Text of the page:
CDIA Contributes to the Approval of a Flagship Urban Project in Pakistan

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The Asian Development Bank (ADB) has recently approved a $650 million project for improving public health and climate resilience in Pakistan’s Khyber Pakhtunkhwa Province (KPK).

The Khyber Pakhtunkhwa Cities Improvement Project (KPCIP) will benefit at least 3.5 million people in the cities of Abbottabad, Mardan, Peshawar, Kohat and Mingora with improved water supply, sewerage, integrated solid waste management and other critical urban infrastructure. It will also build local capacities to deliver the services in an efficient and sustainable manner. CDIA-funded project preparation study was used as basis for developing this flagship project.

“We are delighted to have contributed to shaping Pakistan’s urban development,” says Lara Arjan, ADB Urban Development Specialist and Project Officer of CDIA. “With the loan approval, the investment plans that the CDIA team has proposed will soon materialize into infrastructure that will increase resilience, inclusion and economic opportunities in the cities.”

Development Issues in KPK

The urban population in KPK is increasing rapidly at 3.4% annually and this has led to uncoordinated and unregulated growth. Inadequate infrastructure and limited capacity to manage water, sanitation and solid waste management services are creating major health risks for the population and threatening the resilience of cities to climate change.

As women are mostly in charge of domestic chores, inadequate water and sanitation services further increases the time they have to spend performing these duties and restricts their ability to do “paid market work”.

Cities in KPK are also highly vulnerable to disasters. Since 2010, KPK has experienced at least four major floods due to extreme weather events, which led to health hazards, economic losses and damage to infrastructure.

How the project will benefit urban residents

KPCIP will facilitate the enhancement of climate-resilient and gender-friendly urban infrastructure in the five cities. The investment will augment over 1,200 km of water supply and 156 km of sewerage network and household connection; construct treatment facilities; and connect 150,000 new households to the water supply system with smart water meters installed to improve service efficiency and conserve water.

It will also develop state-of-the-art integrated solid waste management facilities including materials recovery and waste-to-energy options; and develop green open spaces that will have women-friendly facilities, and designed to contribute to climate change adaptation.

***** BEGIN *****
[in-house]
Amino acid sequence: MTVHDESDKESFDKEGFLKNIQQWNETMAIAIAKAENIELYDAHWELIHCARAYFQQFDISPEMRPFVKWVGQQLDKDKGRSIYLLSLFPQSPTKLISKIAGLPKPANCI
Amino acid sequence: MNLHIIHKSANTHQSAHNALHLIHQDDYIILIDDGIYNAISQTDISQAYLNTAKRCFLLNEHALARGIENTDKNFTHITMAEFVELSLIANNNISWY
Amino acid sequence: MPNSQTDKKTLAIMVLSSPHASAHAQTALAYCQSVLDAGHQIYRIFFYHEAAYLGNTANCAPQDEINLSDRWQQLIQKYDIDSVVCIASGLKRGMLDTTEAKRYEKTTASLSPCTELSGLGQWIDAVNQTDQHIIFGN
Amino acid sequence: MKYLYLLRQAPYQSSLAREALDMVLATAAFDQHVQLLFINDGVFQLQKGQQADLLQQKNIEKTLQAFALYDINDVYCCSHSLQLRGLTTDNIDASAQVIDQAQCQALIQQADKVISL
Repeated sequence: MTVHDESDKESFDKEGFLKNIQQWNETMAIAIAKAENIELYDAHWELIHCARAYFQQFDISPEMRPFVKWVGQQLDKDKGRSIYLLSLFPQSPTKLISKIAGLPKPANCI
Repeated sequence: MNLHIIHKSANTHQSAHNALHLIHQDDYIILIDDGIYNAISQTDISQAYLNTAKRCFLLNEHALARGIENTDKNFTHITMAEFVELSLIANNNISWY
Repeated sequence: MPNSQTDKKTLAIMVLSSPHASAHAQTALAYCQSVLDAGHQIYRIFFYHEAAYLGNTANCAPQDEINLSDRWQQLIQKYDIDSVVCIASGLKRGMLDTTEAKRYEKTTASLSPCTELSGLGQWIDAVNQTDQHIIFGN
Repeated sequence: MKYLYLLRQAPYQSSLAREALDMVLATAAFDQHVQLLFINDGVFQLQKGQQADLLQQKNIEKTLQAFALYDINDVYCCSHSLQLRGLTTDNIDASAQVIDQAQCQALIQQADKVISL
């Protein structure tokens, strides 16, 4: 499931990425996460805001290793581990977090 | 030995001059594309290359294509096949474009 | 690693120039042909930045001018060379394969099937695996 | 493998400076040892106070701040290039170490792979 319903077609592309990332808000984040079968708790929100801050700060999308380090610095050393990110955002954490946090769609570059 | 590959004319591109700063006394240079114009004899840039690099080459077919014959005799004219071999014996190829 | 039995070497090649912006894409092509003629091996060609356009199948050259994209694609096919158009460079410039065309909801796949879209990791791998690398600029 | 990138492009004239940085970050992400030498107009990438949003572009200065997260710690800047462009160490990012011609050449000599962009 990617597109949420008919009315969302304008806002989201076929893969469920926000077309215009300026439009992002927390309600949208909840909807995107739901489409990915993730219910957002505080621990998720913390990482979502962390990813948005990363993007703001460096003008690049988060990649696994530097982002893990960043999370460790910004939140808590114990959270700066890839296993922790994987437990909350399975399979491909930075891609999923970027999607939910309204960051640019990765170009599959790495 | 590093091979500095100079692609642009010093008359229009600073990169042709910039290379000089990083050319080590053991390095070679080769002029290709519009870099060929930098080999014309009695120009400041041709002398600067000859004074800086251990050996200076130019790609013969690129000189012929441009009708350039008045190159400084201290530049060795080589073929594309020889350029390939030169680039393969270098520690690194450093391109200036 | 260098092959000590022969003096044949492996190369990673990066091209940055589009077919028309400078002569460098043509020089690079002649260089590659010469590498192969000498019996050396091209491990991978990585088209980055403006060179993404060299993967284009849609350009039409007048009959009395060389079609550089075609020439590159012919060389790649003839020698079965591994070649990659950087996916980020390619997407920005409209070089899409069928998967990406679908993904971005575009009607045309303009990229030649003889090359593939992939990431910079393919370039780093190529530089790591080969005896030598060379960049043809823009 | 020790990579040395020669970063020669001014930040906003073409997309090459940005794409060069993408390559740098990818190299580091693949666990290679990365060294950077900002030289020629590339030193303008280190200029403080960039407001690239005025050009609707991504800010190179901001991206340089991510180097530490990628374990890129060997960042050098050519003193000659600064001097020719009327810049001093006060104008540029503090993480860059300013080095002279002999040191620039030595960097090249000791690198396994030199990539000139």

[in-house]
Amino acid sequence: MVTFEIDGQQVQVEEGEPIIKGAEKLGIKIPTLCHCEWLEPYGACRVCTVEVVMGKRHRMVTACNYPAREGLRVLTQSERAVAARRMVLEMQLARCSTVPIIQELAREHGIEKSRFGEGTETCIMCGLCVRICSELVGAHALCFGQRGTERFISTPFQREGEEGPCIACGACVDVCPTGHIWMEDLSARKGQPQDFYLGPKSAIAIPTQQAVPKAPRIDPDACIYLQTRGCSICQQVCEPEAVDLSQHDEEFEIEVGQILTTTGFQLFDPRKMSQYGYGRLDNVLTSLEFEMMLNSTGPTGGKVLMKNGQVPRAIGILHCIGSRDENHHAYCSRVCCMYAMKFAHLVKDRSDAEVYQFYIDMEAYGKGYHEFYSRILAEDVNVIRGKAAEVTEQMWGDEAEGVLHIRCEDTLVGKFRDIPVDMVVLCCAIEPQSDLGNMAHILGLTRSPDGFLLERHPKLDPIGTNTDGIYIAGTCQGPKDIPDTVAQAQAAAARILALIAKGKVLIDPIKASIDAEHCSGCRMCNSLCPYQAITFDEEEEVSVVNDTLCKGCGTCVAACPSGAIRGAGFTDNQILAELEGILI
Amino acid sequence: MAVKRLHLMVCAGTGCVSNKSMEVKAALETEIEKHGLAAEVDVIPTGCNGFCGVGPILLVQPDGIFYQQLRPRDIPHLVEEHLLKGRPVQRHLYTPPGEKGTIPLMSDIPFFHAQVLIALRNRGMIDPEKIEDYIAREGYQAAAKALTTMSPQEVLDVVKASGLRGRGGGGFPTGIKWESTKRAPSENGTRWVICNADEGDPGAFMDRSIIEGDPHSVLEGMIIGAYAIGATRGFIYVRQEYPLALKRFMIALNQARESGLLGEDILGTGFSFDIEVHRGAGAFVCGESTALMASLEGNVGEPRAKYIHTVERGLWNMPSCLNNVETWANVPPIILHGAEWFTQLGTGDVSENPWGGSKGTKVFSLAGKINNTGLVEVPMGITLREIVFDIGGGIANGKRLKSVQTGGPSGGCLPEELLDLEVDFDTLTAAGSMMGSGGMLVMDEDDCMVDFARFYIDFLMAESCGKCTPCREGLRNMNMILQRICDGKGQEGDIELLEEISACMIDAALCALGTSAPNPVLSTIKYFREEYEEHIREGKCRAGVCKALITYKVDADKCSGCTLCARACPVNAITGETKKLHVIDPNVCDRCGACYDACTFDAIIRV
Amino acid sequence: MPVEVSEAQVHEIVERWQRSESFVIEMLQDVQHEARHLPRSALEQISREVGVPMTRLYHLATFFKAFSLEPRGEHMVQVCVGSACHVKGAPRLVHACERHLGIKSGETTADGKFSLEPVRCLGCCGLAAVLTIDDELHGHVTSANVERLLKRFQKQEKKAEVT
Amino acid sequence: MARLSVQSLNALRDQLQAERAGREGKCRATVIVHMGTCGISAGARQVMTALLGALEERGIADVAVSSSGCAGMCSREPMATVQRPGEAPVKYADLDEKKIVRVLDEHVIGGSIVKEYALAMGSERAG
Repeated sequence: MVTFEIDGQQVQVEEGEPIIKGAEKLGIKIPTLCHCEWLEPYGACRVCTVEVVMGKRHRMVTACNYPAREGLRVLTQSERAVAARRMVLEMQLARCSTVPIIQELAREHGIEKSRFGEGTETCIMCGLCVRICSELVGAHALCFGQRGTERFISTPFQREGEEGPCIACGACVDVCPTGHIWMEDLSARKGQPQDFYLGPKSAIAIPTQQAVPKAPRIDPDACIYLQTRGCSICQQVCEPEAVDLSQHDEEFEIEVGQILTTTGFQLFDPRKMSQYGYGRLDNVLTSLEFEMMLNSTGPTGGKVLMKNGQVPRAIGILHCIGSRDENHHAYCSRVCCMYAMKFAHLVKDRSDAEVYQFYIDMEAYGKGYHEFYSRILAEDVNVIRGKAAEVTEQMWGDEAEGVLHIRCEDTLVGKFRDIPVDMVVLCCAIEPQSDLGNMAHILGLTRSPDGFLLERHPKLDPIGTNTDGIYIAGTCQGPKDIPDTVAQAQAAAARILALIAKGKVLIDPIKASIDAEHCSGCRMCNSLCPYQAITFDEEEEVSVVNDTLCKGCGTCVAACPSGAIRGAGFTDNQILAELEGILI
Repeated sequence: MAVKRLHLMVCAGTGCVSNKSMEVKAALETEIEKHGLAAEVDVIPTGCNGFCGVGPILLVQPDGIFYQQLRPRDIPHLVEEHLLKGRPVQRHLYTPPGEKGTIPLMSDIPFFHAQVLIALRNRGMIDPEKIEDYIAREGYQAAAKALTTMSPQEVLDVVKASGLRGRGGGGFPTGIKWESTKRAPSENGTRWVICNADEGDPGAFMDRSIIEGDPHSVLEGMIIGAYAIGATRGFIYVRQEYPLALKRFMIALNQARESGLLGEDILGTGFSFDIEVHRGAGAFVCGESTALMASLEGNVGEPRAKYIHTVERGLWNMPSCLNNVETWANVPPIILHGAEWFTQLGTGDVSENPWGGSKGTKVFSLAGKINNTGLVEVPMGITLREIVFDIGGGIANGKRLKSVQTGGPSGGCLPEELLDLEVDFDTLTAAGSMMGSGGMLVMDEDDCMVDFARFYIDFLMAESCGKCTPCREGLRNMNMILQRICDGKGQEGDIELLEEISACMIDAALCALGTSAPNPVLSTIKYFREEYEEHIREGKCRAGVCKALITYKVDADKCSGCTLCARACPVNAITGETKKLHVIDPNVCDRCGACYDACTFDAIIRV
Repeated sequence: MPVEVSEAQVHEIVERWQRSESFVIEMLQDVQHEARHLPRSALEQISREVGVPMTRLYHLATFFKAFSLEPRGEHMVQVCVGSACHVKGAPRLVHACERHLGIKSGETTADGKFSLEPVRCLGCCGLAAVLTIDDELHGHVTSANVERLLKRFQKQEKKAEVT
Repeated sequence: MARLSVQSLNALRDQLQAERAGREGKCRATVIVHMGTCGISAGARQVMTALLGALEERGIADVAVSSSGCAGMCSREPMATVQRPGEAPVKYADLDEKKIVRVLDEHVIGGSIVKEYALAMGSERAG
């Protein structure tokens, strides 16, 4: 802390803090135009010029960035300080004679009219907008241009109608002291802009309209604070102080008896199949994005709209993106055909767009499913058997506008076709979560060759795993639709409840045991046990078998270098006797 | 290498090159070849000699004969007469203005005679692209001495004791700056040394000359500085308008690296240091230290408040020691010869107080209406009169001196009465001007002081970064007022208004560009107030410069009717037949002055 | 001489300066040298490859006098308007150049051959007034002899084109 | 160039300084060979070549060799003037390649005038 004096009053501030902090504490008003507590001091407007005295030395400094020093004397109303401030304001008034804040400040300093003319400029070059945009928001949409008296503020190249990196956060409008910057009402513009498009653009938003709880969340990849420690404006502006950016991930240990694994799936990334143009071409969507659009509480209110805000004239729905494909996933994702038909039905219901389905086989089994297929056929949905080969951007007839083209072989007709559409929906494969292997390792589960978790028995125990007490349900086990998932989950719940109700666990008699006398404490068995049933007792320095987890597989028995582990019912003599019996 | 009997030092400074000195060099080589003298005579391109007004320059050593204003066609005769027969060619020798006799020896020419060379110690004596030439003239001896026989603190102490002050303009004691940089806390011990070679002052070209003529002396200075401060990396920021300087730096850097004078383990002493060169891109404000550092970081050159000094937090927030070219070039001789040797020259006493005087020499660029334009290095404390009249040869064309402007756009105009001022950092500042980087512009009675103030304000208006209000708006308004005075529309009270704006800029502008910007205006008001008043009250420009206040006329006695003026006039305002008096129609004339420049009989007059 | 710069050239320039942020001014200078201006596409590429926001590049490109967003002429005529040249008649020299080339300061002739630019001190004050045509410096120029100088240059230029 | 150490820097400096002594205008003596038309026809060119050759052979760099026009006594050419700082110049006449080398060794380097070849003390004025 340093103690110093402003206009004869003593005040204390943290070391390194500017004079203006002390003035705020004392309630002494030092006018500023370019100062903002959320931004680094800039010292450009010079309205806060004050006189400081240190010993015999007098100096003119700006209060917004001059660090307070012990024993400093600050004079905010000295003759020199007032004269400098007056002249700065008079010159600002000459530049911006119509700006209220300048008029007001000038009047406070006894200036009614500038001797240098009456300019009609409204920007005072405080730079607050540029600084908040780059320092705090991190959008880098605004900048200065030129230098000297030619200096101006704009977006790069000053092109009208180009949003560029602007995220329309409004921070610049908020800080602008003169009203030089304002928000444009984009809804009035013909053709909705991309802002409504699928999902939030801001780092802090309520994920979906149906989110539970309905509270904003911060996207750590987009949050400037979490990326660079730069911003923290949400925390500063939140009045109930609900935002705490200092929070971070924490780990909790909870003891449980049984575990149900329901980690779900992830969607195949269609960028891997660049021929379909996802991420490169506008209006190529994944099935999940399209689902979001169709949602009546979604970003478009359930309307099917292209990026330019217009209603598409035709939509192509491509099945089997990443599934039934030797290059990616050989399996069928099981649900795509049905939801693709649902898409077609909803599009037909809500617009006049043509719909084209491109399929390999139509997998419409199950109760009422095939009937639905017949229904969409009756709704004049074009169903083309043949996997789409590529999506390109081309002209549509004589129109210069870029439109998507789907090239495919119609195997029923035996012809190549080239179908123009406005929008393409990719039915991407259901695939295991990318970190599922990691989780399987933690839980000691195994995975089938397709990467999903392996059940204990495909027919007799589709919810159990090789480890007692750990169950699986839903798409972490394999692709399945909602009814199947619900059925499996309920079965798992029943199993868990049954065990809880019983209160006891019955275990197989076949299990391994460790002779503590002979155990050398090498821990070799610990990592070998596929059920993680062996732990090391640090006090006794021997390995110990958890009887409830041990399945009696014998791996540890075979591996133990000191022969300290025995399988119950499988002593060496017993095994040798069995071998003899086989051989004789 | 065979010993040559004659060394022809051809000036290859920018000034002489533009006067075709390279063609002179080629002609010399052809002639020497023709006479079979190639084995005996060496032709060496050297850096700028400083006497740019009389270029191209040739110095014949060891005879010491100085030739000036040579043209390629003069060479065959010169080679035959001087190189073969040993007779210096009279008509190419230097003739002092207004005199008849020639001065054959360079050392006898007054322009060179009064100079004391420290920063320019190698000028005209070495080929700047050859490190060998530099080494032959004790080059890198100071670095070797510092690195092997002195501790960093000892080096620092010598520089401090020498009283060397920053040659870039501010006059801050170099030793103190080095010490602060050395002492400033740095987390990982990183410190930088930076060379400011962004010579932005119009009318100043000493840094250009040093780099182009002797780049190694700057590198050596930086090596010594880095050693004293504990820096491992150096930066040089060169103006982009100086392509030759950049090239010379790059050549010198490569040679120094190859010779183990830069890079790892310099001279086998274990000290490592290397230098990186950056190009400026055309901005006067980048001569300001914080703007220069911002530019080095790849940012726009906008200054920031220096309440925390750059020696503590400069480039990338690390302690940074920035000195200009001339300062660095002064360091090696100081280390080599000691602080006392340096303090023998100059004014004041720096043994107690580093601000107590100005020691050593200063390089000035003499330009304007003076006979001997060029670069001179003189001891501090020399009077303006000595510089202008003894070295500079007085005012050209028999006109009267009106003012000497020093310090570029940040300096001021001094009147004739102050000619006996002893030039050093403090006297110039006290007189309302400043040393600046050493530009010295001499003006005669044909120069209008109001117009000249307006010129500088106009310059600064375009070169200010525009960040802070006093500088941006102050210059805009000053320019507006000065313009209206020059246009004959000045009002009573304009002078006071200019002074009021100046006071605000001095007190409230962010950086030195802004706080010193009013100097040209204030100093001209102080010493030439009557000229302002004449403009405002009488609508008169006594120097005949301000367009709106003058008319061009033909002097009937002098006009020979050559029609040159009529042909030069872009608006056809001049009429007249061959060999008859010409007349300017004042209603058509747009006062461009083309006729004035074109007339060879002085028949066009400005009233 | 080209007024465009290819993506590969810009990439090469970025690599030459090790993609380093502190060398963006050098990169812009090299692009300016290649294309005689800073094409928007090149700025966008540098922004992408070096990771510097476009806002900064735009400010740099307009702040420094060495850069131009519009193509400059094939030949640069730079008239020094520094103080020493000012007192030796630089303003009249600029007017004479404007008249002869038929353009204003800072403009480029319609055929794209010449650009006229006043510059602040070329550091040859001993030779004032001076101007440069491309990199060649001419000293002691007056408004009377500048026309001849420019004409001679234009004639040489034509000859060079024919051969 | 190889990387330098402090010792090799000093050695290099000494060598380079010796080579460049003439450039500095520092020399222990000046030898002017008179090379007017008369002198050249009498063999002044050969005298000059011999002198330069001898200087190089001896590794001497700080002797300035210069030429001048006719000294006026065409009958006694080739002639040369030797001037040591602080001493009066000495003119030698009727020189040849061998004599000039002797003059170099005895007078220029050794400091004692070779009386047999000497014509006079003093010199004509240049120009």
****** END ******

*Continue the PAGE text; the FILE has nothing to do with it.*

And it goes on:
KPCIP will further include activities to strengthen the capacities of institutions and providers of urban services, and encourage behavior change and ownership of the project. All of these will ensure the sustainability of the investments and their long-term benefits.

Finally, it will support enhanced access of women to economic opportunities and increase their participation in urban governance through various skills development activities.

Project preparation and CDIA’s involvement

In 2017, CDIA worked closely with the cities of Abbottabad, Mardan and Peshawar to develop their 10- to 15-year investment plans. Out of the climate vulnerability assessments conducted by the Urban Climate Change Resilience Trust Fund (UCCRTF) and the long list of investments identified from various consultations and city visioning activities, CDIA was able to recommend priority investments, which were then developed to pre-feasibility level.

CDIA likewise recommended institutional strengthening and capacity development measures toward the efficient management and sustainability of the infrastructure.

ADB and the Government of Pakistan (GOP) took the CDIA recommendations and included the cities of Kohat and Mingora in KPCIP. In 2019, ADB and UCCRTF financed ADB’s first project readiness financing (PRF) to cover the following: 1) detailed engineering designs, 2) government reform plans, 3) advance procurement, and 4) establishment and staffing of project management unit and city implementation units.

The PRF has facilitated the completion of all project readiness requirements, enabling the KPCIP to proceed to immediate implementation following the recent ADB approval of the $650 million project, which is co-financed by the Asian Infrastructure Investment Bank (AIIB) with a $200 million loan.

“The CDIA study became the backbone of our ensuing project,” says Kiyoshi Nakamitsu, ADB Principal Urban Development Specialist and Project Officer of KPCIP. “It all started with CDIA giving us preliminary feasibility assessments in both the civil work infrastructure investments and institutional arrangements.”

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